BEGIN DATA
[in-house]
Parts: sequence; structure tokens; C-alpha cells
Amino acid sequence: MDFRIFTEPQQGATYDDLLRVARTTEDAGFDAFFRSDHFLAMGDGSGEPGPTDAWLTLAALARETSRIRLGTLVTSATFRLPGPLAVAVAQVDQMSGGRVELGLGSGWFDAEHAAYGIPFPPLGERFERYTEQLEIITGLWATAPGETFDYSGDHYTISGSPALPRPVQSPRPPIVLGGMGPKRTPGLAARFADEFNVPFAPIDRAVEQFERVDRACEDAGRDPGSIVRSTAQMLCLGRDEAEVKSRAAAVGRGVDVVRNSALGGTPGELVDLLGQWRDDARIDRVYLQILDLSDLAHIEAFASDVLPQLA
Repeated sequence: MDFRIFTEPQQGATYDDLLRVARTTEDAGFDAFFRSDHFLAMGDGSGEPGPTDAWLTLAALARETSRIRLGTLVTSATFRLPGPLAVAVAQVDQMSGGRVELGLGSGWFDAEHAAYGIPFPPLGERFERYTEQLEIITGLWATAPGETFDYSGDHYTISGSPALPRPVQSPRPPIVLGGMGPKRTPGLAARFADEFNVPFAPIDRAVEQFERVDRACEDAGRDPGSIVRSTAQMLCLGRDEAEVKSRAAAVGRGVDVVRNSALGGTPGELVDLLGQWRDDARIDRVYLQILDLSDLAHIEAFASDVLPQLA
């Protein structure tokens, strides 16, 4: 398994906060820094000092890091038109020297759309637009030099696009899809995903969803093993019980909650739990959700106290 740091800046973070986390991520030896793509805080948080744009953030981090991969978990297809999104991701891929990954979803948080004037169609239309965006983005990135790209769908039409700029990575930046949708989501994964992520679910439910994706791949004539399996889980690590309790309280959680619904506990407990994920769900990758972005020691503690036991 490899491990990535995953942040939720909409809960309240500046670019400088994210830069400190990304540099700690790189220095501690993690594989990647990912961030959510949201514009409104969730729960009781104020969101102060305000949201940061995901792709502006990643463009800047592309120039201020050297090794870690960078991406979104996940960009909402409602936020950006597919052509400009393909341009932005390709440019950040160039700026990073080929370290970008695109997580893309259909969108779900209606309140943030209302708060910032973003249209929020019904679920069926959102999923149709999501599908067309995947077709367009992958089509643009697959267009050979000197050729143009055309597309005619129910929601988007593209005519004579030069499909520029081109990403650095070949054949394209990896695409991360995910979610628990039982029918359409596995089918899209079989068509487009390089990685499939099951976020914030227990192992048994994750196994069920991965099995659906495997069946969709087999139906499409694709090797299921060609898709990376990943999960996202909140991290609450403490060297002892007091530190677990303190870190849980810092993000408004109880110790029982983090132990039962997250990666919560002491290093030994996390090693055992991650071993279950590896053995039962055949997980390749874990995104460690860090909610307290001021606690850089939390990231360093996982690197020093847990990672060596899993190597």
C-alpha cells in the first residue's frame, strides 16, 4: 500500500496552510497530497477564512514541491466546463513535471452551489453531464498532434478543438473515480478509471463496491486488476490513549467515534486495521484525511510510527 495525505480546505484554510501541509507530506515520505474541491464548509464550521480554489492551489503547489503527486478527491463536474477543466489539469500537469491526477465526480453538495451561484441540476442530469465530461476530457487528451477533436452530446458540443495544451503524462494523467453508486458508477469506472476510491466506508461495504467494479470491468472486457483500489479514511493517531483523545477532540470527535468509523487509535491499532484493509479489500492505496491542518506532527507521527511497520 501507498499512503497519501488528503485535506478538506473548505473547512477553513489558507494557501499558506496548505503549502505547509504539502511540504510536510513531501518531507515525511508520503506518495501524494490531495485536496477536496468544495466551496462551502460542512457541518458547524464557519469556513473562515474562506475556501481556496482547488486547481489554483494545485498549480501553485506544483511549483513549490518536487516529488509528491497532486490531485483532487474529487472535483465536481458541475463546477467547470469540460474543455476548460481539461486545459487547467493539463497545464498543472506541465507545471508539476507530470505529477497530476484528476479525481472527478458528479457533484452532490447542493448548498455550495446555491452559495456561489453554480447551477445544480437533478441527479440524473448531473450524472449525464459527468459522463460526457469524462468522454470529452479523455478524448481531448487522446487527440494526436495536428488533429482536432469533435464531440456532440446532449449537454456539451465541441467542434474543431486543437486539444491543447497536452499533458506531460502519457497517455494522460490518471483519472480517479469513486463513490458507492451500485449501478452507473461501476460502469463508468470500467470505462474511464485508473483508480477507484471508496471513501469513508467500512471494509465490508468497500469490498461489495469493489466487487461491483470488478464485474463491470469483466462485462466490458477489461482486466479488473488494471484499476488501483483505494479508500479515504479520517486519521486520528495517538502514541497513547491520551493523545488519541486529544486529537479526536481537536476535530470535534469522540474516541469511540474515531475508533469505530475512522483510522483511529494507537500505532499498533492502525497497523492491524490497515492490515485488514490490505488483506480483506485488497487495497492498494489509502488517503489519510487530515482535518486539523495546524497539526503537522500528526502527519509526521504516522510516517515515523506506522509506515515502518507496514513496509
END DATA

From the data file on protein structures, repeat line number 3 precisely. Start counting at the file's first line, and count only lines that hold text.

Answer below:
Amino acid sequence: MDFRIFTEPQQGATYDDLLRVARTTEDAGFDAFFRSDHFLAMGDGSGEPGPTDAWLTLAALARETSRIRLGTLVTSATFRLPGPLAVAVAQVDQMSGGRVELGLGSGWFDAEHAAYGIPFPPLGERFERYTEQLEIITGLWATAPGETFDYSGDHYTISGSPALPRPVQSPRPPIVLGGMGPKRTPGLAARFADEFNVPFAPIDRAVEQFERVDRACEDAGRDPGSIVRSTAQMLCLGRDEAEVKSRAAAVGRGVDVVRNSALGGTPGELVDLLGQWRDDARIDRVYLQILDLSDLAHIEAFASDVLPQLA